I bought my host a small gift and offered to volunteer some work around the house, but she politely refused. By then I realized I would need to fly out at tremendous cost, and by a stroke of luck I was offered a job: washing dishes and walls in a grubby club restaurant. I accepted, and offered my host rent payments by the day, until I could get out of town. When I awoke the next morning, I stuffed a banknote into my pocket and was about to head off to the supermarket to buy my host some groceries in thanks, when I spotted a note.

She had taken advice from an influential member of the local community who had advised her not to help me. In addition, the housemate was moaning about my being there and wanted me kicked out, and the note told me to leave immediately.

Because I’d finish washing dishes and walls in the dark, I’d not be able to see what I was doing during hammock set-up in the estuary, so I asked the Weipa Bowls Club manager if I might erect my hammock on the periphery of their premises, for safety. I was refused. I asked a number of others, and was refused by all so I sneaked off to the public toilets near the police station.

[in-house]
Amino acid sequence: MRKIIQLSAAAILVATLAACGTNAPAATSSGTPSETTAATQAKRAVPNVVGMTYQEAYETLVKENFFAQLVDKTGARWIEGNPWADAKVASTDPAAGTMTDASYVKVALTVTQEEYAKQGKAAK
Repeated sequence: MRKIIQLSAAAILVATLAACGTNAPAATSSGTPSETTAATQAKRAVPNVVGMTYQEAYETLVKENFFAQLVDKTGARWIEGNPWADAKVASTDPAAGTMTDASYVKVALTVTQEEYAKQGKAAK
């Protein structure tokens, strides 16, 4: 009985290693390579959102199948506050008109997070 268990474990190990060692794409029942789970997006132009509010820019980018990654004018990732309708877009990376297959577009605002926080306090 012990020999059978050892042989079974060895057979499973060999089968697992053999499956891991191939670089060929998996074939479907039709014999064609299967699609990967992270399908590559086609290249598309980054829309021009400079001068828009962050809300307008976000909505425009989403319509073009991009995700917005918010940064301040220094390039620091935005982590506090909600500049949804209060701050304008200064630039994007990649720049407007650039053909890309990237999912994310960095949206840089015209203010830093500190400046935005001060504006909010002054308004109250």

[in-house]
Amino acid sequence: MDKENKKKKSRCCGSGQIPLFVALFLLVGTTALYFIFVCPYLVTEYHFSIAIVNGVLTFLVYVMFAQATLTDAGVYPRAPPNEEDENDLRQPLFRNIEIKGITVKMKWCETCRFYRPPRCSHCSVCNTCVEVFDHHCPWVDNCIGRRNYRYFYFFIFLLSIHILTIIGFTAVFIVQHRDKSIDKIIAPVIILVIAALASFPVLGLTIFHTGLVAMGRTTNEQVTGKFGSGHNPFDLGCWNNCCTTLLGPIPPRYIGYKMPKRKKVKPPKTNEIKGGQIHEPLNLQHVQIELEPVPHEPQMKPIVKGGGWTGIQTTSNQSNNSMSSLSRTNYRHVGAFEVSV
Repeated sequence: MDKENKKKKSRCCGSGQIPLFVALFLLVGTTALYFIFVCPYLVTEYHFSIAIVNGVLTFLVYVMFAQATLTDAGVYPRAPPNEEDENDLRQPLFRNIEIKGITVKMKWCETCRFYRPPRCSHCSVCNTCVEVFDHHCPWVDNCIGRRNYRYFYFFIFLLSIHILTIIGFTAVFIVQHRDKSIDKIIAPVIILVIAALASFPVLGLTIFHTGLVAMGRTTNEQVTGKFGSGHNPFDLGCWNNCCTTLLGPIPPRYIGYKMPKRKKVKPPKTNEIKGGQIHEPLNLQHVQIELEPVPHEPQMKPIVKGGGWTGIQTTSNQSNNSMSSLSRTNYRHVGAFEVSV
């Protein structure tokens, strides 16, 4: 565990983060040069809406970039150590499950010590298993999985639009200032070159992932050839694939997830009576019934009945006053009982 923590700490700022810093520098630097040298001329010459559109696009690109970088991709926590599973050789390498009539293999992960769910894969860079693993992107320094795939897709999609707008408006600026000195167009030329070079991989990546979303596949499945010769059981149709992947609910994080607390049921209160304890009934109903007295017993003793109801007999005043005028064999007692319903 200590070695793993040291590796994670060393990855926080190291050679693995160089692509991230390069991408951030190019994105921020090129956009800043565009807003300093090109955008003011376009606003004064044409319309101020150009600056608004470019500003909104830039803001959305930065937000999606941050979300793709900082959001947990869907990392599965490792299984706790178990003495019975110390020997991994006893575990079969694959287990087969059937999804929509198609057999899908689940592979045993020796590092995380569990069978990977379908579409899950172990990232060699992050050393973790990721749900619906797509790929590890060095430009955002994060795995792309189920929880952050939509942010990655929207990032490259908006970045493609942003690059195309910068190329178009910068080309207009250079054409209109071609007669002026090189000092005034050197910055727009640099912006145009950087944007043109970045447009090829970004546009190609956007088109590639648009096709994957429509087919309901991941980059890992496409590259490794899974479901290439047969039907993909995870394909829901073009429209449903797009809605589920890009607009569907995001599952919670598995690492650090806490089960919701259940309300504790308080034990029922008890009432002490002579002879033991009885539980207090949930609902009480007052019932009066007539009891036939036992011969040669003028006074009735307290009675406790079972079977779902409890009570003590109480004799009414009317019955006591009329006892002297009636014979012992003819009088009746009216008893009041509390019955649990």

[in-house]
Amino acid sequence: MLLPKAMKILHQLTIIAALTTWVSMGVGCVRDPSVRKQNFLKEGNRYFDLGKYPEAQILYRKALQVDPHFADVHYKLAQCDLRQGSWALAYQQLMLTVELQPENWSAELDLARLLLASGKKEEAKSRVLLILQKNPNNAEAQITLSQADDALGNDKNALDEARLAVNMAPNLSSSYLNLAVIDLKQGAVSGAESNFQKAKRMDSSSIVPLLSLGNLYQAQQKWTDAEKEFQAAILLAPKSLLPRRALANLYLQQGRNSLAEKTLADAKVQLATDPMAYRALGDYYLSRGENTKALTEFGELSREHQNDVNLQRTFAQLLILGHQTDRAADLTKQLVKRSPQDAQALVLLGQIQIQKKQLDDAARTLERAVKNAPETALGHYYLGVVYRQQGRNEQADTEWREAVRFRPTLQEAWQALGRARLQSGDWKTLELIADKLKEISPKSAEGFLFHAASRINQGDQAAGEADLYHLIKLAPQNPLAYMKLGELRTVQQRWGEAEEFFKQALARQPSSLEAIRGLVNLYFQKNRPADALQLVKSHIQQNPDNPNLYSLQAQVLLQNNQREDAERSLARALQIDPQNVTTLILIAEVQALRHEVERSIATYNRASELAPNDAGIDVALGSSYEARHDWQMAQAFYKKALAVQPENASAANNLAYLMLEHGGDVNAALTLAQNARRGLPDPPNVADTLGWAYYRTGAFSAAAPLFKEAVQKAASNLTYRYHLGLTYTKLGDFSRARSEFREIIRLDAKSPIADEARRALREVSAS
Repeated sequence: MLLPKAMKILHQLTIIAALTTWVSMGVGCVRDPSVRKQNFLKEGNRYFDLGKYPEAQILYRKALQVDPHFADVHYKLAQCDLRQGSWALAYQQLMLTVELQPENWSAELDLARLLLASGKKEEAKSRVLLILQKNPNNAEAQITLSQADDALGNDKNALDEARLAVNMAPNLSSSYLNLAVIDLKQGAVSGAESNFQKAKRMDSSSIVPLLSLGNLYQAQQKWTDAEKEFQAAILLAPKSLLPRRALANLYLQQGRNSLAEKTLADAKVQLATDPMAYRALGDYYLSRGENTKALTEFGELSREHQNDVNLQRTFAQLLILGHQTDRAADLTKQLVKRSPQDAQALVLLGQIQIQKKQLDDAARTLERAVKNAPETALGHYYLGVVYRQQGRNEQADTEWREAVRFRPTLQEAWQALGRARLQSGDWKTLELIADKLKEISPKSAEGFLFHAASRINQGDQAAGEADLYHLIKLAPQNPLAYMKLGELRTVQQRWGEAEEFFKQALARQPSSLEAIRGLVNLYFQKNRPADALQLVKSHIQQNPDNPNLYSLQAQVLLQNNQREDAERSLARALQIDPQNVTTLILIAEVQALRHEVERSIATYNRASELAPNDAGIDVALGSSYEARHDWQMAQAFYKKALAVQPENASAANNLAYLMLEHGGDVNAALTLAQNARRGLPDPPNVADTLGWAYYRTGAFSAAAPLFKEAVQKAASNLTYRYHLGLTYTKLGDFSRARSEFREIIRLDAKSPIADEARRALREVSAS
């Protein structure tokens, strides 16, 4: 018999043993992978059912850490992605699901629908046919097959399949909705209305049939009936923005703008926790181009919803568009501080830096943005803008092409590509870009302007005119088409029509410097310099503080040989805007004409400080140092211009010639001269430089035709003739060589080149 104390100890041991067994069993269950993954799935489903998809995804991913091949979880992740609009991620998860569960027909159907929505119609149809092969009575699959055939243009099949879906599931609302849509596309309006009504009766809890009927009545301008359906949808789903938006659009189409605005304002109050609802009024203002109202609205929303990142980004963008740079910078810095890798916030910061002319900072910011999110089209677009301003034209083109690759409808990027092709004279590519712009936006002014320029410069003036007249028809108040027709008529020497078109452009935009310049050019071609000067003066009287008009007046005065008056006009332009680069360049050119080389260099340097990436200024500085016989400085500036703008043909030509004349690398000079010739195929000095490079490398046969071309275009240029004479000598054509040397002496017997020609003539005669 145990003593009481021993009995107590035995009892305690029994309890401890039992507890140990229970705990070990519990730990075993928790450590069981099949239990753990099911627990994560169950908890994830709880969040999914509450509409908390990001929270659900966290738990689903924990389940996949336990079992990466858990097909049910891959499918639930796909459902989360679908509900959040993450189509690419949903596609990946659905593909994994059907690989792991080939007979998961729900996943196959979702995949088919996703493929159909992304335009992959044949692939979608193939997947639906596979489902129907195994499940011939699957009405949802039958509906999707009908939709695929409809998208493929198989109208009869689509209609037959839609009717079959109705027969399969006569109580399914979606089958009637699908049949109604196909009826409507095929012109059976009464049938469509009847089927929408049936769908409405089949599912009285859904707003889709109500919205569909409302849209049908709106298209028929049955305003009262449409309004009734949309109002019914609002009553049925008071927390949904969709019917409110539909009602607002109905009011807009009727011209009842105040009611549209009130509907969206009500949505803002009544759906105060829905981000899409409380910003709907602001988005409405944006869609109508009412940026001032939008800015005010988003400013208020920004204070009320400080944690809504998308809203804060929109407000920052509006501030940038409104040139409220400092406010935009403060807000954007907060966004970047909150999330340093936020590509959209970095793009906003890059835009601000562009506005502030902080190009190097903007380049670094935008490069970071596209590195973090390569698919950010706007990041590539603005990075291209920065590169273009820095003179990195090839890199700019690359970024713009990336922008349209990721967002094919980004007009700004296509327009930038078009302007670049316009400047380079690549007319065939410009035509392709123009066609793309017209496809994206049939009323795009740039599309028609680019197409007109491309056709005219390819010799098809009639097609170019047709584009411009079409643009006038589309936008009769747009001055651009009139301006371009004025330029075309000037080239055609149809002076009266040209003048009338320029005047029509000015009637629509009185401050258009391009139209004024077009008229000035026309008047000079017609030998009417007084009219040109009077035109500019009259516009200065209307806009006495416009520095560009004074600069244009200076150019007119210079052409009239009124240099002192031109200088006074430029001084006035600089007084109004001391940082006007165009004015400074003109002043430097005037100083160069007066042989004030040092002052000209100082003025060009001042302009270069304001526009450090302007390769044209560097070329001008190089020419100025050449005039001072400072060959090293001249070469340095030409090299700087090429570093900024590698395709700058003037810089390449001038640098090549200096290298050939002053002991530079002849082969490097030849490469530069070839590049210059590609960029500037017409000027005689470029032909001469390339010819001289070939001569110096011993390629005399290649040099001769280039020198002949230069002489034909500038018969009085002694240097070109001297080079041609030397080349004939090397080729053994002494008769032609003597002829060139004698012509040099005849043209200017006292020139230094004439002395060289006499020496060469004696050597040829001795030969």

The women’s was the only cubicle which locked, and I needed to be behind a door for safety. So I huddled up in the tight space between the toilet bowl and the concrete wall, and drifted in and out of sleep all night. I hitchhiked the next 2 days away, but again, nobody stopped. Drivers swerved to avoid me and jeered nasty things as they passed me. Next, I found out why: word was spreading around town that I was dangerous, a criminal, and that nobody ought to go anywhere near me. I realized then that I was stranded because of residents who were actively trying to cause me problems, and people were dodging me wherever I went in the streets. After washing walls that night, again I returned to the women’s lavatory.